The HUD has a long-standing commitment to helping vets in need. The agency has three main programs that support this goal — HUD-VASH (Veterans Affairs Supportive Housing), HPRP (Homelessness Prevention and Rapid Re-Housing Program), and CoC (Continuum of Care).
HUD-VASH is a collaboration between the HUD and VA which combines HUD’s housing vouchers with VA’s supportive services to help all homeless veterans and their families.
Charities such as DAV (Disabled American Veterans) help vets live a life with dignity by ensuring that they can access a full range of benefits at their disposal. Other charities that aim to help include Volunteers of America, US Vets, and IAVA.
The VA’s Health Care program for vets experiencing homelessness operates at 133 sites and includes health care services, treatments, referrals, and case management. It assesses over 40,000 homeless veterans per year and helps prevent mental disorders and a slew of other health problems among vets such as depression.
The Salvation Army has joined the fight to end homelessness among the general population, including veterans. Food and lodging for varying amounts of time are provided to those in need. Education, counseling, and vocation assistance is also available.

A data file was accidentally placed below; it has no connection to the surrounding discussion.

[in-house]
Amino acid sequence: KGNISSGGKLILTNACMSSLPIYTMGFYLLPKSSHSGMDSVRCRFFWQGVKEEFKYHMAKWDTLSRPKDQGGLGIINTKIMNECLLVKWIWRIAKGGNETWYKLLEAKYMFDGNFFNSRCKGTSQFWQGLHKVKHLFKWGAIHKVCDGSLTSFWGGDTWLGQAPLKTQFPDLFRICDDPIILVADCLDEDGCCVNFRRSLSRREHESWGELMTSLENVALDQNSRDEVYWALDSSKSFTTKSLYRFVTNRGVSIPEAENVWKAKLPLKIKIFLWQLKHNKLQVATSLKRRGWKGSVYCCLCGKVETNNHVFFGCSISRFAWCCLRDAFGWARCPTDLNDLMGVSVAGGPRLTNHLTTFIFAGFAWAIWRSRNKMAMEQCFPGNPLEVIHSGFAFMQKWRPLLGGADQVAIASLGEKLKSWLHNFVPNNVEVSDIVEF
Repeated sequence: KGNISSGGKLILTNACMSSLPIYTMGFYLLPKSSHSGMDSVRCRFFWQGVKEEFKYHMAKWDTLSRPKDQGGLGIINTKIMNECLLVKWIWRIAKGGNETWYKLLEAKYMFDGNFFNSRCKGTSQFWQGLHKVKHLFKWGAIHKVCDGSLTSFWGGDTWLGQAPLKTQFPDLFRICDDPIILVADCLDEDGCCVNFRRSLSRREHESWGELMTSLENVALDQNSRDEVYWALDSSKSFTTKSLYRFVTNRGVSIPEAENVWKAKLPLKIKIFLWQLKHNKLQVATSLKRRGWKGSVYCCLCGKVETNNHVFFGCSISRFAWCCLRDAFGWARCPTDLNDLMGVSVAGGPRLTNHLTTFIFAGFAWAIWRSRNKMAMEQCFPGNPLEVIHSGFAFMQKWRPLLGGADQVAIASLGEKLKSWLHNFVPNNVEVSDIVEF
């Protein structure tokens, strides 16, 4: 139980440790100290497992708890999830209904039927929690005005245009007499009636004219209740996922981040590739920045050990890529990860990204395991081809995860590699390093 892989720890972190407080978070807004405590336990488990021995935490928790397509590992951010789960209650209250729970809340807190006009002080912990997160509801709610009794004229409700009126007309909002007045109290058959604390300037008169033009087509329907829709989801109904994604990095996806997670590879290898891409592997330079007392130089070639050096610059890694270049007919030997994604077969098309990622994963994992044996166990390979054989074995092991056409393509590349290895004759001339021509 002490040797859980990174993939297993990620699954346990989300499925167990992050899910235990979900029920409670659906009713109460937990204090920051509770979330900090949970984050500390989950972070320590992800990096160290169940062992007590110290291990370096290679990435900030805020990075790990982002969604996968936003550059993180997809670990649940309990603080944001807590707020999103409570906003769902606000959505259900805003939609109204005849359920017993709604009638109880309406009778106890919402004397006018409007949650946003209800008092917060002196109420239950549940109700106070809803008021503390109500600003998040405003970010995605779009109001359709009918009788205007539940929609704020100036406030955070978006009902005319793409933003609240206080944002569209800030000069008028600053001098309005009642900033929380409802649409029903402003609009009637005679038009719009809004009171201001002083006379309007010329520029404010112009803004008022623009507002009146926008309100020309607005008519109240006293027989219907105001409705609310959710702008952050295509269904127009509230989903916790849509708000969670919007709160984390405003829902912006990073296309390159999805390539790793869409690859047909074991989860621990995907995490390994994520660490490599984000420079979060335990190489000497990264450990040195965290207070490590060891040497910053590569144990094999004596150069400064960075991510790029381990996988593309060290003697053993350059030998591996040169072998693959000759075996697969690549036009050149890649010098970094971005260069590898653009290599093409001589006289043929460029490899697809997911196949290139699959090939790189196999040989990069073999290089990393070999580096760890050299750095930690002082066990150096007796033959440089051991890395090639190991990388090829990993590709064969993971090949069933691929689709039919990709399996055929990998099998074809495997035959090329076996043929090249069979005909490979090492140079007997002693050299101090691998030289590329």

Source: Military Wallet
Our vets have risked their lives in combat to protect the citizens of the US. In many ways, we owe our lives to them and should always lend a helping hand. The number of vets without shelter is on the decline which shows promise, but there are still states where it’s on the rise. In short, although we’re close to getting veterans and homeless off the streets for good, there’s still a lot of work left to be done.
There are a number of obstacles the government needs to address. While the VA and other organizations and charities are doing everything they can, you can still join the good cause and help out yourself.
For starters, take a good look around your community and see whether there are any vets that require assistance. You can contact different organizations in your area and prevent them from appearing in homeless veterans statistics.
If you can’t help that way, you can always donate to charities and organizations or bring the issue up by getting in touch with elected officials. Every little bit counts and these people need all the help they can get.